The erection of half of the steel frame was completed by July 31, 1960, and the other half was finished by the end of August. 1200 tons of steel were used in the structure and that amount of steel was equivalent to a seven-story building. The building was planned to be 306 feet by 130 feet and was scheduled to contain a first-floor auditorium, which would have a balcony, and have seating for 2,100.

Millard Sheets is credited as the designer of the building, but I’ve found no indication that he was an architect. Sheets “personally selected” all exterior marble in Rome and he’s responsible for the murals and mosaics too. A. Rossi carved the eight, fourteen-foot statues that adorn the exterior of the building on both Wilshire and Plymouth.  Each weighs in at approximately 27 tons and were “molded by Albert Steward of Claremont.”

A newspaper article indicated the stage and proscenium were larger than a college basketball court and the stage could hold 100 masonic backdrops. On the third floor there were three masonic lodge rooms, a lounge, kitchen, and a dining room that could seat 800. Adjacent to the building a 250 car, two-story, parking garage would rise.

Final cost of the building was $4.5 million dollars and proclaimed to be the “second most beautiful temple in the world” by Sovereign Grand Commander Luther A. Smith. Only the national headquarters’ temple in Washington, D.C. was considered more beautiful. The dedication ceremony took place on November 11, 1961, followed by a service in the auditorium at 7:30 pm. In the announcement of the dedication it stated the theater could seat 1,800, the dining room had a capacity of 1,000 and the building was 445 feet by 120 feet.

The Scottish Rite building looking toward the west.

While the front entrance is no longer used this is the entrance Masons would have used if entering from Wilshire Boulevard.

Below are the Rossi/Stewart statues along Wilshire Blvd. Each sculpture depicts a specific stage in Masonic history.

On the Plymouth Street side are these two statues and a Millard Sheets’ mosaic.

You can see Sheets’ name down at the bottom.

One of the large urns along Wilshire Blvd.

This photo gives a good indication of the scale of the building.

Inside the building is a Masonic room with paraphernalia from Los Angeles lodges.

The first Masonic lodge in Los Angeles was the 814 founded in 1853.

Past officers.

One of their many publications.

In most ritual work the lodge members dress up and enact parables often in conjunction with degree work.

One of the few windows in the building.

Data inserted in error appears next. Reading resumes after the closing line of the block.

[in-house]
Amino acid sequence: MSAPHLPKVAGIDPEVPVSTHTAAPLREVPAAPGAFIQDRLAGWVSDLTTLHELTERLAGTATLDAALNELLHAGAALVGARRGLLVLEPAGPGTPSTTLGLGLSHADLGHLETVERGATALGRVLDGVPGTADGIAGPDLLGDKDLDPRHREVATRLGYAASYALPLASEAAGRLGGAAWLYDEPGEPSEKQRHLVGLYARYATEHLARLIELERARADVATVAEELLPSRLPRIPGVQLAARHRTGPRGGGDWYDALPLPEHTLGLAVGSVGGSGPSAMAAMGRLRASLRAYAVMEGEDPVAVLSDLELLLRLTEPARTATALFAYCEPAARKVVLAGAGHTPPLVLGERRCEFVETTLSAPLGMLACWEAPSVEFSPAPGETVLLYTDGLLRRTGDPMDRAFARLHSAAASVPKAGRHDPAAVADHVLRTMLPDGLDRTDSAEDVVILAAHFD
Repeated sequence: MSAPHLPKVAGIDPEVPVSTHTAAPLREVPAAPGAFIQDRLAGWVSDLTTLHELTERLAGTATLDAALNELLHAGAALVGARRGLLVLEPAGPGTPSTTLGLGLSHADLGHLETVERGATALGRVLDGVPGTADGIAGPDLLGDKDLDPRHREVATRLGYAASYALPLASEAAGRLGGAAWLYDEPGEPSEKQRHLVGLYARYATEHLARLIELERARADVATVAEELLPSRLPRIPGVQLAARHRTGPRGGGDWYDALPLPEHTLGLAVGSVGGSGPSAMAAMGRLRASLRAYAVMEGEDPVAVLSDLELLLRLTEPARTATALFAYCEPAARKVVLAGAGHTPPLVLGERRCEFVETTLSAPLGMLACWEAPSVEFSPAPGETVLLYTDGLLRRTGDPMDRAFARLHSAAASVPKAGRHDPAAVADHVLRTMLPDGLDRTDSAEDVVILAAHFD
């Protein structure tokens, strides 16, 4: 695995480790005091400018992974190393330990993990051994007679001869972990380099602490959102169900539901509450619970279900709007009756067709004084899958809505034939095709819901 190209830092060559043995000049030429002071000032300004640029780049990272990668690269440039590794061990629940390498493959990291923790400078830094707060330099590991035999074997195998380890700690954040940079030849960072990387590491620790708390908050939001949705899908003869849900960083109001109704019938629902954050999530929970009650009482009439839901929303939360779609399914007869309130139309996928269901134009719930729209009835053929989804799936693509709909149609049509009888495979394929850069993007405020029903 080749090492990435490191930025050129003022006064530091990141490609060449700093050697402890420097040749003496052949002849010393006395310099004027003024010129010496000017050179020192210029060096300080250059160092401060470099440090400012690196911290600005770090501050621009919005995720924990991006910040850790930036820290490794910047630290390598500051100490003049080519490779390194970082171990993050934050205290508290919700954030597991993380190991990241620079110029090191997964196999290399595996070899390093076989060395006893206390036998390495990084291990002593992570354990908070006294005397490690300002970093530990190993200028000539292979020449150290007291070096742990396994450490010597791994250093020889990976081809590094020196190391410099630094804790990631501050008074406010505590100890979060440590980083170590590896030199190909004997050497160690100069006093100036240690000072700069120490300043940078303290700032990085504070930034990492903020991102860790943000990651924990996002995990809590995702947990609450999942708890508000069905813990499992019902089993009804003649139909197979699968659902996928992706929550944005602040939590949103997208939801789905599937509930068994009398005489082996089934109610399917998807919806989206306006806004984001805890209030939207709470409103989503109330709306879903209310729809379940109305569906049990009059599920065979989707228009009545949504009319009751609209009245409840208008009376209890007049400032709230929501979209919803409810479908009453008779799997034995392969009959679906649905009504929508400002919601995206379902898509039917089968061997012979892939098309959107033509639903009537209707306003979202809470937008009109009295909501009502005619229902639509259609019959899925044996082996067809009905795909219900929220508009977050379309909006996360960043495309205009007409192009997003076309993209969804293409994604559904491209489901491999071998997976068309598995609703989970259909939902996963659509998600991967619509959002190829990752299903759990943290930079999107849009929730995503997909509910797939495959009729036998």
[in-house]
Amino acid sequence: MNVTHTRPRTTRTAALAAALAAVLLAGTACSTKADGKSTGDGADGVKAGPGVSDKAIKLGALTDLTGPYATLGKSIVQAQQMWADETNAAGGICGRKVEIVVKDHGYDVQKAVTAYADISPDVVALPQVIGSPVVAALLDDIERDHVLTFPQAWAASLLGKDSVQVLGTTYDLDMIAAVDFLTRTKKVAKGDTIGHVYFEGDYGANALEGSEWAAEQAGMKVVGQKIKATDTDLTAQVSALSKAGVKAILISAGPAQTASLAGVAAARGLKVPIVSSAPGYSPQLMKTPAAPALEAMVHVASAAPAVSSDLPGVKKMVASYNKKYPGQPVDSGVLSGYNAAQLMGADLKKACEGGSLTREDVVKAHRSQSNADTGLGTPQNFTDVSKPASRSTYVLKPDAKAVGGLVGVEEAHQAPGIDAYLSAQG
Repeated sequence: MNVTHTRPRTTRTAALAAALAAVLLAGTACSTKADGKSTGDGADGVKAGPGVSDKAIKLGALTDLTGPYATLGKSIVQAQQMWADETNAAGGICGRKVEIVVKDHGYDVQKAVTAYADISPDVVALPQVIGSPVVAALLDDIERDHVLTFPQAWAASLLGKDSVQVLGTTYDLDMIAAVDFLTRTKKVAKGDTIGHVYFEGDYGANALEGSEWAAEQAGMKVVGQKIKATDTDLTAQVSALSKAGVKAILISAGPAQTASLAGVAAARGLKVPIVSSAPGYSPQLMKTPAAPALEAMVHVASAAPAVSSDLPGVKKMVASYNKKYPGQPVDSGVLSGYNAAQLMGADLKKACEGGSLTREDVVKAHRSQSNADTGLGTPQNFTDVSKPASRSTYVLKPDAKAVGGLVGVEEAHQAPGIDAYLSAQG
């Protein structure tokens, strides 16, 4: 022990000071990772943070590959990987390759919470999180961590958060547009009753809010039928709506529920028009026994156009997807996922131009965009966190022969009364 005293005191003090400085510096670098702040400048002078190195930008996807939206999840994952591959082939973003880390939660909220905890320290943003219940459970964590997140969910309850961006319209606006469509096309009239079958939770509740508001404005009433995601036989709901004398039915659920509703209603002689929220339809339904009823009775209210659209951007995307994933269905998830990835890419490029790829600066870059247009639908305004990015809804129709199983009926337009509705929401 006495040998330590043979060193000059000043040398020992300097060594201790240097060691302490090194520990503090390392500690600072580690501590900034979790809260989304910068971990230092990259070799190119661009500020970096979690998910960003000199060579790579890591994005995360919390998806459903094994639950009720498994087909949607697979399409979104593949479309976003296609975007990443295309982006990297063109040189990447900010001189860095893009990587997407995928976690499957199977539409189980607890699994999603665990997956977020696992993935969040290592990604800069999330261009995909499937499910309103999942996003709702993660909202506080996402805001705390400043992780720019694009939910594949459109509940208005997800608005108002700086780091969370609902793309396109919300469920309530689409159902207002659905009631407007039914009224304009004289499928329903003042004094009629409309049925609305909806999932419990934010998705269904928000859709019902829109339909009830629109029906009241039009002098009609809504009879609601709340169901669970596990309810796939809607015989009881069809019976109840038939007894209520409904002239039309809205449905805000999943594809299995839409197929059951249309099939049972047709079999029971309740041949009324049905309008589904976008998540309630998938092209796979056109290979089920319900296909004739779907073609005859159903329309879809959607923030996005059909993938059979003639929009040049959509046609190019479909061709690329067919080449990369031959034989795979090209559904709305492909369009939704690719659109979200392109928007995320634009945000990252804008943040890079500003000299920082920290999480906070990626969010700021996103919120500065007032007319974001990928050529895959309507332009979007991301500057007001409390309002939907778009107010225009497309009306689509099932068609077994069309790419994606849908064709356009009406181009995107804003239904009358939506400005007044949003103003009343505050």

My friend Mark reluctantly went with me to the museum. He liked this framed image.

This was in one of their showcases.

The Marciano Art Foundation now occupies the space. Here’s a link to their website.


200 help in Scottish Rite temple start. (1960, January 17). Los Angeles Times, p. 28

Scottish Rite temple dedication set tonight. (1961, November 11). Los Angeles Times, p. I5.

Steel work advanced on Masonic temple. (1960, July 31). Los Angeles Times, p. I6.

Tour slated at Scottish temple. (1960, October 14). Los Angeles Times, p. B12.


Note: I have a book coming out in the latter half of 2018 from The History Press titled: The Architects Who Built Southern California. It will be 10 chapters with each chapter devoted to a different architect (or architectural firm) including: Harrison Albright, John Austin, Claud Beelman, Elmer Grey, Hudson & Munsell, A. C. Martin, Meyer & Holler, Julia Morgan, Morgan Walls & Clements and Alfred F. Rosenheim.

Angels Flight

In a Los Angeles Times article from November 21, 1901, titled Up Again, Down Again the components of the new Angels Flight railway system were detailed. It stated that J. W. Eddy had been granted a franchise to run the railway by the city council in May and Eddy estimated the train would be up and running by December 1 since no serious problems or obstacles had occurred and none were expected. The Times article mentioned a terraced park, located at the top of the hill, which was nearly complete “and what was for so many years a weed patch and a dumping ground for garbage and tin cans is rapidly being converted into a sightly little park.”

The two cars, which were named Sinai and Olivet, had arrived the previous week and each car had a seating capacity of eleven but could carry twenty.* The name of the railway was a nod to the Spanish translation of the city’s name: El Pueblo de Nuestra Senora la Reina de los Angeles del Rio Porciuncula.